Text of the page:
UNITED NATIONS (Reuters) - The United Nations Security Council on Friday approved the appointment of German U.N. official Martin Kobler as the new U.N. special envoy to Libya, said diplomats, though it was unclear when he would take over mediating stalled peace talks.
U.N. Secretary-General Ban Ki-moon notified the 15-member council in a letter, seen by Reuters, of his intention to replace the current envoy Bernardino Leon with Kobler. But the letter did not specify when Kobler would take up the role.
A senior U.N. diplomat, speaking on condition of anonymity, said Leon was currently due to leave on Nov. 6, but that could be extended if there was a sudden breakthrough in his mediation efforts.
Libya has fallen into turmoil with its internationally recognized government and elected parliament on one side and a self-styled administration holding Tripoli on the other, each backed by regional, tribal or Islamist armed factions.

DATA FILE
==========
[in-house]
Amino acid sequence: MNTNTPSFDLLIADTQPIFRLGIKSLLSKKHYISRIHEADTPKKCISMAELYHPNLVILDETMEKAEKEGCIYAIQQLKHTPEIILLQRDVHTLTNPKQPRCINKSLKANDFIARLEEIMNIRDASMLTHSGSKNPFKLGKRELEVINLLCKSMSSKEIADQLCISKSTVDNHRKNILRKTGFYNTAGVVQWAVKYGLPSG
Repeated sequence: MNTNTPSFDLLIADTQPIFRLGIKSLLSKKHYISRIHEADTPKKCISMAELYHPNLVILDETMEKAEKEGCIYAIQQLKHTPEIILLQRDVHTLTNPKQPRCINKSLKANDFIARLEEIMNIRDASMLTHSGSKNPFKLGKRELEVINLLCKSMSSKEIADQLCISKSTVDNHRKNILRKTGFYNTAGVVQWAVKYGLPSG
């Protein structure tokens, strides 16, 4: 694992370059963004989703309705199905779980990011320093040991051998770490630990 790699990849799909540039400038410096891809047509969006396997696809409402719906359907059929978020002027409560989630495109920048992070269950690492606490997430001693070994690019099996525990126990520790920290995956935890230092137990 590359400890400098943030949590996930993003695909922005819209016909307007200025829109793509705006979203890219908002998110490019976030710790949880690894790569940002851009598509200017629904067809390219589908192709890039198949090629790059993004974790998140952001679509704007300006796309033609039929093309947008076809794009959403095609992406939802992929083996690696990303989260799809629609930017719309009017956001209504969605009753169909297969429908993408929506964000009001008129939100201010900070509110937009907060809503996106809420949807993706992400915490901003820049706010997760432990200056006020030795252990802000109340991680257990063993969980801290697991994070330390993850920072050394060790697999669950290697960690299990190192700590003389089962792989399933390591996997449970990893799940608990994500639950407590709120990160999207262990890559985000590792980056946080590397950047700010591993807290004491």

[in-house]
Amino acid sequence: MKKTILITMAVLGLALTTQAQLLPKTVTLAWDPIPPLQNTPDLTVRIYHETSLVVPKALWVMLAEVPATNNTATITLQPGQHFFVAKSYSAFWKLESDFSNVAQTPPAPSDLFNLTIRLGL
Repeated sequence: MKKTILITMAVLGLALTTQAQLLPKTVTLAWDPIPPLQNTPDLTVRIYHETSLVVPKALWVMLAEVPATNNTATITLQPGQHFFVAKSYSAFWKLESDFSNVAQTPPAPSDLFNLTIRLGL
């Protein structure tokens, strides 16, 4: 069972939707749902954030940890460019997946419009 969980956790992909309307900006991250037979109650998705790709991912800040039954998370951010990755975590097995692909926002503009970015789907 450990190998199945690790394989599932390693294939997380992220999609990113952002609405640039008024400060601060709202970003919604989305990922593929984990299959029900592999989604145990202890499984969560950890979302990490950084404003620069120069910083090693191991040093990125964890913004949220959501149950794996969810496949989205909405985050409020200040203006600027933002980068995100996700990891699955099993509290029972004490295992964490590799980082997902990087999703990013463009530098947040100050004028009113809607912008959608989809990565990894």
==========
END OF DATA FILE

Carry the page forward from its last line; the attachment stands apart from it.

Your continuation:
After months of negotiations, Leon has presented Libya’s rival factions with a proposed national unity government, but hardliners on both sides have resisted the power-sharing deal and talks are at a standstill.
The conflict has pushed the North African state to the brink of collapse four years after the fall of longtime leader Muammar Gaddafi. The chaos has allowed Islamic State militants to gain a foothold in the country.
Leon said last week consultations continued with both sides and warned small factional leaders not to obstruct attempts to create a unity agreement and peace deal.
Kobler is no stranger to tough U.N. jobs. He most recently headed the U.N. peacekeeping mission in the Democratic Republic of the Congo, and has also been the U.N. special envoy to Iraq and deputy U.N. representative in Afghanistan.
Reporting by Michelle Nichols; Editing by Tom Brown